White is white isn't it? Err nope, and finding something that fits the needs and also does the job with a minimum of fuss was almost a bigger task than building the epitome of a shake n bake kit. I eventually settled on a rattle can of Corax White from Citadel Miniatures, bought from my local Games Workshop. At this point I have to say I don't have a terrestrial model shop within 400kms, so I have to make do or wait for online deliveries. Anyway I think Corax is a base coat primer, but decanted and applied through the trusty Iwata HP-C, it went on a charm in several thin layers over the naked black Tamiya styrene to build up a suitably patchy effect. I reasoned this effect would have quickly been exhibited by any aircraft operating in an exposed salt-laden maritime environment.
My one and only reference image doesn't give much away in detail, so a fair amount of guesswork had to be done to work out what the logical finish might be.
In some respects, this reverse imagineering is healthy, and quite normal modelling practice. When combined with some additional research, it can give enough info to get close to what it probably looked like, and provide some sense of limited creative interpretation. DTD and Air Ministry specifications are all well and good until you add sun, sea, sand and sangria (eh? this is an exposed airfield in the south-west of England circa 1943, not Magaluf).
While valiantly searching the web for more images of white Beaus, I came across a fascinating resource on Coastal Command subjects - Ross Marven's Modelling Pages. Here's a sample (grey italics) of the level of his detailed research into the various schemes:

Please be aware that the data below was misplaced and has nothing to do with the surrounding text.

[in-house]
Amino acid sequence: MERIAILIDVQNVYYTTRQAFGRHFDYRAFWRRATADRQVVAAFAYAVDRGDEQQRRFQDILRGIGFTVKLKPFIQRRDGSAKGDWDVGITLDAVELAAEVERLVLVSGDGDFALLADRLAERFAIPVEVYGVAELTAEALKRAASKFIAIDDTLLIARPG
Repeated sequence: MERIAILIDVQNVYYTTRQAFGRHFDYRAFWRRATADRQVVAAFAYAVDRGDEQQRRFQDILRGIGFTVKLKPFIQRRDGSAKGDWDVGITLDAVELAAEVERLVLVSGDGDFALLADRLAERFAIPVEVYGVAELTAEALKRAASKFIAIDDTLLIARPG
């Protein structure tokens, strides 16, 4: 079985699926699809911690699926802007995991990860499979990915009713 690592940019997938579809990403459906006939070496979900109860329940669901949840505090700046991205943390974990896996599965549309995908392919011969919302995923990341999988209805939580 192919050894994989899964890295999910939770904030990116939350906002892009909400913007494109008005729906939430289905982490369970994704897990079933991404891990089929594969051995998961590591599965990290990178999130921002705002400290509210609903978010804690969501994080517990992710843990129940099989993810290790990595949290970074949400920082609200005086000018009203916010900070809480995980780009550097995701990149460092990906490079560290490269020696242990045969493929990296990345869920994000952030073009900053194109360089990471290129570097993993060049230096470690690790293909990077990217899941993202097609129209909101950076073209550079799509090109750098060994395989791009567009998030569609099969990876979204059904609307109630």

DTD Technical Circular 360
DTD Technical Circular 360 'Camouflage and Marking of Aircraft' was a complete overhaul of colours and markings specifications, superseding a number of previous DTD documents - but not A.M.O.664/42 (?!?!).
Appendix 5 (already at issue 2 in the copy I have seen - I assume there must have been an issue 1) gave details for Coastal Command (Home Based Aircraft). Appendix 3 states aircraft for coastal duties in overseas commands should follow Appendix 5.
Aircraft for Coastal Duties except PR, Met, ASR and Special Duties.
Upper surfaces Extra dark Sea Grey, Undersurfaces Glossy White (to pattern 1) extended upwards and merged into the upper surfaces so the front and side elevations appear almost entirely white and to cover the whole of the engine nacelle forward of the leading edge boundary. Fins, rudders, spinners to be white. De-icing sheaths to be in flexible paint (colour not given but seems to have been silver - ref photos, also Lucas and Bowyer articles). Engine cowl rings and anti-glow shields to be white. Flying boats to have white anti-fouling on undersurfaces. Serials to be Light Slate Grey (interestingly there is no mention of code letters). Roundels on fuselage sides and upper-surfaces of wings.